1. No matter how many precautions you take when you are hiking, things will go wrong. Case in point being I was the third person in line the day I fractured my ankle. I heard my friend say to #2, “Watch out, it’s slippery, move to the left.” #2 then turned to me and said, “Watch out, it’s slippery, move to the left.” So what did I do? I moved to the left and still ended up with a busted ankle.
  2. Even if you think that you drink a lot of water, drink more.  I drink a lot of water. I mean a lot. But somehow I still ended up in renal failure.  Think and Drink!!!!
  3. At 53 , you can learn to speak another language. One of my biggest fears in coming home was that I would sit in front of the boob tube all day. I went ahead and bought Rosetta Stone and have been pleasantly surprised to find out that an old dog can learn new tricks!
  4. I could rekindle my love of reading. Not that I sopped reading, but I have read more books this summer than I can remember. Old books, new books, short books and long books, nothing has been off limits!

Finally and most importantly:

If it hadn’t been for my friends, I would have been in serious trouble. They immediately knew that my ankle wasn’t the only issue and called 911 immediately. As my condition worsened, they didn’t panic and kept me calm. For this I am forever grateful!

Needless to say, these six weeks haven’t been easy. But by making decisions that would keep me moving mentally, it has lessened the effects of my perceived cabin fever.

Happy Hiking!!!

Hiker Culture

What do I love about hikers? Pretty much just about everything. With the exception of a couple of folks, I can tell you that every hiker that I have ever met have been unique individuals who have great stories to tell of one hike or another. Over the years the number of hikers that I have encountered has grown ten fold and for the most part that has been a good thing. I love seeing the sweaty smiling faces as I pass them on the trail. The greetings of “What’s up?” and “Have a nice hike!” stay with me as we each move past each other in our own space and time.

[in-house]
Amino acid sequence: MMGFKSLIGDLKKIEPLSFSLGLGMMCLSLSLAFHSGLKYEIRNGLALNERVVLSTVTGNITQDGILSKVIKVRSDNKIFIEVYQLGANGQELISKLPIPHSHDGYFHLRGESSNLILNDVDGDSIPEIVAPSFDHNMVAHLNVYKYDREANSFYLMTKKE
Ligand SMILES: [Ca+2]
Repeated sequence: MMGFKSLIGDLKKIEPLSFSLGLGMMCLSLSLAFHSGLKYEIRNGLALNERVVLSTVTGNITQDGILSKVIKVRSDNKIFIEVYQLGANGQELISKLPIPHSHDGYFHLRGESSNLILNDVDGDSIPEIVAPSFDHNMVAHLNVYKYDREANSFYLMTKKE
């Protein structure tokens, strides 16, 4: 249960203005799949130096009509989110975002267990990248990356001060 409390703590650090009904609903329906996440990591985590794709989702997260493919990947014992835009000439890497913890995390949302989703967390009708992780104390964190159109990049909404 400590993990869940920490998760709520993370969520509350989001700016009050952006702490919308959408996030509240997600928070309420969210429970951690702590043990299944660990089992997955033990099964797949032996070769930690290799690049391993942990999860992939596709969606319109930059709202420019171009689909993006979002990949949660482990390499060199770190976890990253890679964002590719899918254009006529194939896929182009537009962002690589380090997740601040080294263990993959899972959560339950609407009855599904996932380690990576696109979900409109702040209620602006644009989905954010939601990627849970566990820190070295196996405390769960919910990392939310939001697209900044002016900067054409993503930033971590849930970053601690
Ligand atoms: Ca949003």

But what else is it about hikers? What has attracted to me to this culture of hiking and its intrepid travelers? Many things. But before we get into some specifics, what is culture?

A very simple definition of culture that I got from the Cambridge dictionary is the following and says that culture is “the way of life, especially the general customs and beliefs, of a particular group of people at a particular time”. I would think that hikers, no matter what kind, fit this definition. They are an incredible diverse group of individuals that come together and create their own dialect, customs and lifestyle. So, what are my top three characteristics or values of what I see as hiker culture?

Overall, hikers are an incredibly welcoming group. It doesn’t matter what how old you are, your race, weight, height or religion, If you are out traversing the trails, then you are a full fledged member of the group. They aren’t afraid to break bread with strangers or share what they have if they encounter someone who may not have planned a hike properly.

I have also found that hikers aren’t afraid to ask for assistance from other hikers if they aren’t sure of where they are or where they may be going. And this is the coolest part. If they can, they will help you! Out comes the map and together you will work towards a solution to get you on your way. Although both of these provide an example of a sense of community, they are on different levels.